Binghamton University

Fall 2010

Go to homework | course information | syllabus.

- Tests and Quizzes
- Mathspeak
- Additions to Textbook
- Corrections to Textbook
- Solutions to Selected Problems

### Test I (Tues., Oct. 12)

Covering all of Homework Sets I-VI (except the infinite series in Sect. 5.5). Grading guidelines:

A B C D F 85-100 68-74 50-67 45-49 0-44

### Test II (Tues., Nov. 23)

Covering all of Homework Sets VII-XII. Grading guidelines:

A B C D F 90-100 75-89 55-74 48-54 0-47

### Final Exam (Mon., Dec. 13)

A B C D F 130-150 105-129 75-104 70-74 0-69

### Quizzes

- Quiz 1 (11/2).

- To write "a divides b" or "a is a factor of b" as a formula, use a vertical bar: a|b .
- "Unique" has one and only one meaning in mathematics: "unique" = "only one". If you can't replace "unique" by "only one" in your writing, you're using it incorrectly.

"There is a unique" also has one and only one meaning: "there is one and only one". If you can't replace "there is a unique" by "there is one and only one" in your writing, it's incorrect usage.

N.B. In correct standard English, "unique" means "of which there is only one" or a closely related meaning -- see Oxford English Dictionary. It does not mean "different"; if you mean that, say "different" or, in mathematics, "distinct". - "Distinct" means "different from each other".
- A
*definition*is what tells you the meaning of a word or phrase. In math, you should be able to replace the word by its definition. If you can't, you are probably using it incorrectly. A definition is not in any way like a theorem, which is something that has to be proved.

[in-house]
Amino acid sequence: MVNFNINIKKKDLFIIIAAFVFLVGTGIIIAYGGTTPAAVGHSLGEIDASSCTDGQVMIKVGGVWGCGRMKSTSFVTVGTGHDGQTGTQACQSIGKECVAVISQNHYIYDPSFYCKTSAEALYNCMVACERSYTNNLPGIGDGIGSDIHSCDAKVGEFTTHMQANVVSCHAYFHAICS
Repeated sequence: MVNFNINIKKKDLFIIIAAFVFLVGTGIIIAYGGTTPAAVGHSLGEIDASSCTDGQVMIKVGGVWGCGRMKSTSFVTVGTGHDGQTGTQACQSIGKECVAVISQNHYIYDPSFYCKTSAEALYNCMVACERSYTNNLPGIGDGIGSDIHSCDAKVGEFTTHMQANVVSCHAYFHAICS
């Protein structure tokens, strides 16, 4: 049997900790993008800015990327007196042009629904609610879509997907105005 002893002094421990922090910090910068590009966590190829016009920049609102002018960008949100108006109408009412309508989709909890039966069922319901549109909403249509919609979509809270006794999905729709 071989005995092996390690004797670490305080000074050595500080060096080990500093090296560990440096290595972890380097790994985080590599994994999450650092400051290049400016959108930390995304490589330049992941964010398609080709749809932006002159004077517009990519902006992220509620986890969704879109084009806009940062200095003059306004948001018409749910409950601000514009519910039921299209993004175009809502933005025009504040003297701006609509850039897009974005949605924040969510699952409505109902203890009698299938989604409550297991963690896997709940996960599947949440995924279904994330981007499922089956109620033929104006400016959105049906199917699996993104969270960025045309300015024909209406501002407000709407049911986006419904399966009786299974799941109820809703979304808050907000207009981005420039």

Here are some tips on using English correctly and clearly in mathematics.

- Here is a summary sheet (PDF) (or in PostScript) of
**basic counting problems and formulas**. - And here is an informative note (PDF) on magic squares of all orders, odd or even. (Just 5 pages.)
- This is a well illustrated article about the order-3 magic hexagon.
**Stirling's approximation**to n! is very useful to get an idea of how big D_{n}is. The Wikipedia article has a good treatment but too much technical detail. I wrote a summary which you can read on this page (PDF).- Non-attacking
**crook placements**: Read all about them.

- In
**Exercise 2.16**, the theorem is Theorem 2.3.1, not 3.3.1. - In
**Exercise 2.28**, a "block" is the part of a street between one corner and the next. - In
**Exercise 3.16**, assume that acquaintance is a symmetric relation. I.e., if X is acquainted with Y, Y is also acquainted with X (even though occasionally that's not so in real life). - Don't forget that
**Exercise 6.33**has two parts. One part is to show that a(n,k) has the formula given. The other part is to show that a(n,k) counts the number of ways to choose k children, as specified in the exercise. I'm not sure which part should be done first, but I incline towards doing the second part first and using it to find the formula. - In Chapter 7 there are references to "Newton's binomial theorem (see Section 5.6)"; the correct section is 5.5. (Pages 216, 256.)
- In
**Exercise 7.51**, the section should be 7.5, not 7.6. - In
**Theorem 8.1.1**"always positive" should be "always non-negative" (or "never negative", if you prefer). - In the
**hint for Problem 7.6**(page 587), "induction on m" should read "induction on b". - In the
**hint for Problem 7.7**(page 587), the "standard algorithm" is what is known as the Euclidean algorithm. - In the middle of
**page 276**, where it says "The nbumber of sequences of (n+1) +1s and (n+1) -1s", it should read "(n-1) -1s". **Equation (8.7)**has an extra C_{1}in the second term of the written-out sum. Instead of C_{1}C_{n-2}C_{1}it should be C_{1}C_{n-2}.

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